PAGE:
The highlights of January are Aloes, but other plants are showing off, too.
Leucadendron 'Bells Sunrise' (aka Wilson's Wonder')
The blooms are actually tiny, on cones surrounded by the colorful pollinator-luring bracts:
I also get how the petite Leucadendron 'Harlequin' got its name: the previous year's bracts have and remain reddened, while this year's are ivory, a dramatically contrasting effect, like a Harlequin's costume:
We had a quite cold (for us) December and first week of January. December also gave us generous rainfall. January unfortunately has been completely dry.
First Freesia buds appearing. The flowers will be opening next month:
The Hellebores awaken and will be another February highlight. The foliage on this one is as attractive as the flowers:
The roses should not be overlooked. They almost always bloom well in December and January, smaller in quantity than the rest of the year, but higher in quality: larger, with more petals, richer colors, and no Thrips damage.
No wonder I can't give them up:
The Rhodanthemum hosmariense seedling found last year, carefully transplanted and cared for, is full of flower buds:
The species has yellow centers.
Rhodanthemum 'Casablanca' flowers display a golden crown in dark centers. The flowers are slightly larger than the species, but both are excellent plants.
For some reason this patch of Leucanthemum flowers in winter. The rest here flower in spring:Another volunteer seedling from last year was a Lavender. Pinched back multiple times, it has formed a full, rounded plant. Most of the other seedlings did not survive the summer. This one, left where it sprouted, has done well. Last years' dry, dry winter may have contributed to the failure of the seedlings I moved.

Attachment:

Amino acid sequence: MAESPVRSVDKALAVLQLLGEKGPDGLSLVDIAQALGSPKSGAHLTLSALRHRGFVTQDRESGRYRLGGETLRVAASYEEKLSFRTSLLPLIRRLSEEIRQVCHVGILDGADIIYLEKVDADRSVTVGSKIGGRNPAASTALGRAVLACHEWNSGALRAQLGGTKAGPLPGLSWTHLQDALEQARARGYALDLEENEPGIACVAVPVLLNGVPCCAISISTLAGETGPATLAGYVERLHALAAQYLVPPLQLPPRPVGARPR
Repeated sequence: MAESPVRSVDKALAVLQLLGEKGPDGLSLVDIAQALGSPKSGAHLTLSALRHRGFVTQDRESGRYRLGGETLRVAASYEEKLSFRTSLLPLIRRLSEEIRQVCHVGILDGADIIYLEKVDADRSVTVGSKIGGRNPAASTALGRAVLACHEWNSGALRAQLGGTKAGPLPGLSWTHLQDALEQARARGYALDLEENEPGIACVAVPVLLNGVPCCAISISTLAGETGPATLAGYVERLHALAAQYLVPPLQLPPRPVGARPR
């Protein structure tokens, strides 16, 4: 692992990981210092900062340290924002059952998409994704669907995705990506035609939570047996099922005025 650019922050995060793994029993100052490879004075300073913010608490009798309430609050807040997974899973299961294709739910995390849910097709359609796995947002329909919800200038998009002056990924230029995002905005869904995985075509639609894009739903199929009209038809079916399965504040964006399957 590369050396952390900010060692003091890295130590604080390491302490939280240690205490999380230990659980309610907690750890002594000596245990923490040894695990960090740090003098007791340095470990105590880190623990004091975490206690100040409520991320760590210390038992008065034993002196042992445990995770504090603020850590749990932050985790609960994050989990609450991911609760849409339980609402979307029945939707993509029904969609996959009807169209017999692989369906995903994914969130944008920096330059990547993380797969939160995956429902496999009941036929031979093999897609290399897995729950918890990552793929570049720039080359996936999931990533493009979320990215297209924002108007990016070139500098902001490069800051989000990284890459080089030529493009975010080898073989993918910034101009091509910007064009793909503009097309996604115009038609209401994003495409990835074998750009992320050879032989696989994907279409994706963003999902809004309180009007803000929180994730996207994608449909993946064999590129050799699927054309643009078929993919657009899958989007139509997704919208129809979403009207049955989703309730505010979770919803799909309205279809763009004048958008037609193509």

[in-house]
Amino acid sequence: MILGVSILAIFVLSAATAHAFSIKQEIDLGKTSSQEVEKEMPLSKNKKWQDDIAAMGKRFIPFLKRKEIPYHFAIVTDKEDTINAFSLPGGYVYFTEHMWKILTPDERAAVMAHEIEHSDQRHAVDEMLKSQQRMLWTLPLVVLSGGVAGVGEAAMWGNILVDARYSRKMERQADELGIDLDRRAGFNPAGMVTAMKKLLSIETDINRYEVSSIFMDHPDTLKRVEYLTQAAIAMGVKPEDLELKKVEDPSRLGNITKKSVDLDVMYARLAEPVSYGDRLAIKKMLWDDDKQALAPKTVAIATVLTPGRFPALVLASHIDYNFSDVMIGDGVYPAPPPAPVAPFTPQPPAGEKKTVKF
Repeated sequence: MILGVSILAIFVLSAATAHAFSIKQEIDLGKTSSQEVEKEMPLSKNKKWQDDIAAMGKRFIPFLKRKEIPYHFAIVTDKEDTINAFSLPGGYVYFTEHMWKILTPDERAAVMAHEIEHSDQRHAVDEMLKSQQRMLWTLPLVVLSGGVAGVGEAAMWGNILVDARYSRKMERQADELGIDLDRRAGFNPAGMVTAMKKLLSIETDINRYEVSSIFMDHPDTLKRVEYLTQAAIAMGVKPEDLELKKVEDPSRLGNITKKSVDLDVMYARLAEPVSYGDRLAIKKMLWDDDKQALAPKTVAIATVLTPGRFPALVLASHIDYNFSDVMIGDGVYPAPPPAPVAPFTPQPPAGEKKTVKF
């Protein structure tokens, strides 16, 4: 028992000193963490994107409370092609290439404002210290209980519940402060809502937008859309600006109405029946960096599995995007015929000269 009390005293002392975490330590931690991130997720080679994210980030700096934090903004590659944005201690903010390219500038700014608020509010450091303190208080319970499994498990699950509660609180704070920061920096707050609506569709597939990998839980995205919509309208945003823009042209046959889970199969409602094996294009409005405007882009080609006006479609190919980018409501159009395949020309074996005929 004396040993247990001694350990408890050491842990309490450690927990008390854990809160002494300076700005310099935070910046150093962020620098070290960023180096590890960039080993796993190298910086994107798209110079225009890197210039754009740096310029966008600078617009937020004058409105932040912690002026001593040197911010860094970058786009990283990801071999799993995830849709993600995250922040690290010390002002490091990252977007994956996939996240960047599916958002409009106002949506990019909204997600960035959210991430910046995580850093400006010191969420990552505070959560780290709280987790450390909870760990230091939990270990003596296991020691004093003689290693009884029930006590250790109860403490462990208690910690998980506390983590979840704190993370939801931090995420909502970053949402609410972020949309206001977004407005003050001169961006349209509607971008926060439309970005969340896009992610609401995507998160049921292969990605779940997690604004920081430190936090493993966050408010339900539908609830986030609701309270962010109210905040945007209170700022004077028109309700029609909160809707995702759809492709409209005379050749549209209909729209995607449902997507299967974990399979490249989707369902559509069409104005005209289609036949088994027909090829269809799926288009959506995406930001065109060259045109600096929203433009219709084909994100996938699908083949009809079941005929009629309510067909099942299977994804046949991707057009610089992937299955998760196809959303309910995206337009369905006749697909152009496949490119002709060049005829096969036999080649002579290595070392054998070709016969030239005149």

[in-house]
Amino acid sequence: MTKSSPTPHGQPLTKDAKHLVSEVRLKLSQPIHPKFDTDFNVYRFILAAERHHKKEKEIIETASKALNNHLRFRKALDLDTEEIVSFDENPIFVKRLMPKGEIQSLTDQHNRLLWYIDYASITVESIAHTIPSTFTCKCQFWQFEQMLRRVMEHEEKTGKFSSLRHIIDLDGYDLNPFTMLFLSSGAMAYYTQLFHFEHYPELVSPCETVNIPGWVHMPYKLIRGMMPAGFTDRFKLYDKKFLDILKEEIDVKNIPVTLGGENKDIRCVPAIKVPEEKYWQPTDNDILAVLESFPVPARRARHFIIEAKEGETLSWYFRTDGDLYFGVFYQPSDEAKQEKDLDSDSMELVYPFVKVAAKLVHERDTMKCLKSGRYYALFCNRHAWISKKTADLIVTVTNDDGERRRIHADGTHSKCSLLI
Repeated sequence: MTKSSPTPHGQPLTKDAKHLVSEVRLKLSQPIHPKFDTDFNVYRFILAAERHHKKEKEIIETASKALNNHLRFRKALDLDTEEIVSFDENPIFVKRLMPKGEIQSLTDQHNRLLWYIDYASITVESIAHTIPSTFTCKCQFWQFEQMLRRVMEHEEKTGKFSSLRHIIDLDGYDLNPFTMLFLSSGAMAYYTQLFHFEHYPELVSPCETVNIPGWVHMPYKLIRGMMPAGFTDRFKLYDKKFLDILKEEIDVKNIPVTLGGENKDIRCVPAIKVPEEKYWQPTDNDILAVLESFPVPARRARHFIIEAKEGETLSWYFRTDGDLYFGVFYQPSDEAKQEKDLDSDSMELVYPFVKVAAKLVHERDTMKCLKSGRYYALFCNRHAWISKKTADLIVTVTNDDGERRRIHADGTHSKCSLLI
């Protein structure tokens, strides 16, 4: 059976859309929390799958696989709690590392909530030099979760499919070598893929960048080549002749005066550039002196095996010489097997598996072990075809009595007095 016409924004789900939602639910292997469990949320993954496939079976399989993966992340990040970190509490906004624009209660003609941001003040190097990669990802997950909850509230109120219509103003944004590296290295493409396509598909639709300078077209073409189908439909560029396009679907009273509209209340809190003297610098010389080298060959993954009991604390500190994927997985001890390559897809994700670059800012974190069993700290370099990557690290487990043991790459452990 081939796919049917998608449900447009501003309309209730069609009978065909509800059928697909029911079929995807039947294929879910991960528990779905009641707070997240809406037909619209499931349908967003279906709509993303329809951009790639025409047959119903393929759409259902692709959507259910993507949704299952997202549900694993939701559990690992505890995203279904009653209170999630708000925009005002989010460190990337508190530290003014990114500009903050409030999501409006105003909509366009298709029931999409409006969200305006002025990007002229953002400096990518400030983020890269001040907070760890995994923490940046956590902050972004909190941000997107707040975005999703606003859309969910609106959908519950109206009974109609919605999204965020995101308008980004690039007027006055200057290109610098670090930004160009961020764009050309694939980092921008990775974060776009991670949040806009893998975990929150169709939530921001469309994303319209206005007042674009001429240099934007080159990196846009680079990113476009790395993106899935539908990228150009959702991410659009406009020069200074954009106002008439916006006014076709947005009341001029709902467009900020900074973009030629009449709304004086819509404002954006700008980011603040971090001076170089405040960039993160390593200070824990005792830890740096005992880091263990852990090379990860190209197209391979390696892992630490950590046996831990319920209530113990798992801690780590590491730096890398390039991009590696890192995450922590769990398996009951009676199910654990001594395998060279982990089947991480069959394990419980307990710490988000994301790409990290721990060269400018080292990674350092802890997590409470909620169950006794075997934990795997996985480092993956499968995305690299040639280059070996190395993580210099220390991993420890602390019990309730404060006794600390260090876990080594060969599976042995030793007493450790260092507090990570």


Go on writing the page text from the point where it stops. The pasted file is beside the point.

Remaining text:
A Fuchsia here and there. The rain did it. These look like parachutes floating down to land on the Hellebore leaf.
Agave 'Joe Hoak'. In the background the neighbor's Viburnum tinus hedge with its clusters of small white blooms:
Grevilleas. 'Moonlight', and 'Peaches and Cream':
Salvias. 'Pavement Series Purple' , 'Waverly' , 'Ember Wishes':
I was going to hold off and do an All-Aloe-Flowers post, but maybe I'll do that as a retrospective in late May. Here are what has opened (or is getting close) so far:
'David Verity' (arborescens x (ferox x arborescens):
ferox (white version)
ferox (orange version):
candelabrum (formerly classified as a form of ferox):
rubroviolacea (young plant):
capitata hybrid grown from seed from a plant in the garden:
Looking good, thanks to that December rain.